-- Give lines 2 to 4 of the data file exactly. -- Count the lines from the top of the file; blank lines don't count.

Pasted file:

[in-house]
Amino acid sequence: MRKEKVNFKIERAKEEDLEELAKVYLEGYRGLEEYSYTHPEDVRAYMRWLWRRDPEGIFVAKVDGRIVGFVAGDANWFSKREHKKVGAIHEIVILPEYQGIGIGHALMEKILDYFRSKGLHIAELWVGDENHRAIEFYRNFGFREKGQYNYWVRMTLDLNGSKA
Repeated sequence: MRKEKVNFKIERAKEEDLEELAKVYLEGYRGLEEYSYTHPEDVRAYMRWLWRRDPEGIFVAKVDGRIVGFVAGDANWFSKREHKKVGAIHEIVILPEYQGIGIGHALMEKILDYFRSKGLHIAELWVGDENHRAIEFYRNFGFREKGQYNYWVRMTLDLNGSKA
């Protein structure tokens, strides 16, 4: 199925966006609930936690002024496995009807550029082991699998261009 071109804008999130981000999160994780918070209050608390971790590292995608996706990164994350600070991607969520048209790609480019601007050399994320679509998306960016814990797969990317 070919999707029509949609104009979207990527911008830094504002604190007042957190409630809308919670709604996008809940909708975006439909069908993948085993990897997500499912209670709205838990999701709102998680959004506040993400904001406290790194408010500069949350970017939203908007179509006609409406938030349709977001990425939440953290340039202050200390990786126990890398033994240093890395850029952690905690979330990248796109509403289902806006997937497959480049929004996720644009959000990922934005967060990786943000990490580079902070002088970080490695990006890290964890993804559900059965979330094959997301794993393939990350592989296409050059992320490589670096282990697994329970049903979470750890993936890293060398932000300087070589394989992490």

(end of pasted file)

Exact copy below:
Amino acid sequence: MRKEKVNFKIERAKEEDLEELAKVYLEGYRGLEEYSYTHPEDVRAYMRWLWRRDPEGIFVAKVDGRIVGFVAGDANWFSKREHKKVGAIHEIVILPEYQGIGIGHALMEKILDYFRSKGLHIAELWVGDENHRAIEFYRNFGFREKGQYNYWVRMTLDLNGSKA
Repeated sequence: MRKEKVNFKIERAKEEDLEELAKVYLEGYRGLEEYSYTHPEDVRAYMRWLWRRDPEGIFVAKVDGRIVGFVAGDANWFSKREHKKVGAIHEIVILPEYQGIGIGHALMEKILDYFRSKGLHIAELWVGDENHRAIEFYRNFGFREKGQYNYWVRMTLDLNGSKA
């Protein structure tokens, strides 16, 4: 199925966006609930936690002024496995009807550029082991699998261009 071109804008999130981000999160994780918070209050608390971790590292995608996706990164994350600070991607969520048209790609480019601007050399994320679509998306960016814990797969990317 070919999707029509949609104009979207990527911008830094504002604190007042957190409630809308919670709604996008809940909708975006439909069908993948085993990897997500499912209670709205838990999701709102998680959004506040993400904001406290790194408010500069949350970017939203908007179509006609409406938030349709977001990425939440953290340039202050200390990786126990890398033994240093890395850029952690905690979330990248796109509403289902806006997937497959480049929004996720644009959000990922934005967060990786943000990490580079902070002088970080490695990006890290964890993804559900059965979330094959997301794993393939990350592989296409050059992320490589670096282990697994329970049903979470750890993936890293060398932000300087070589394989992490």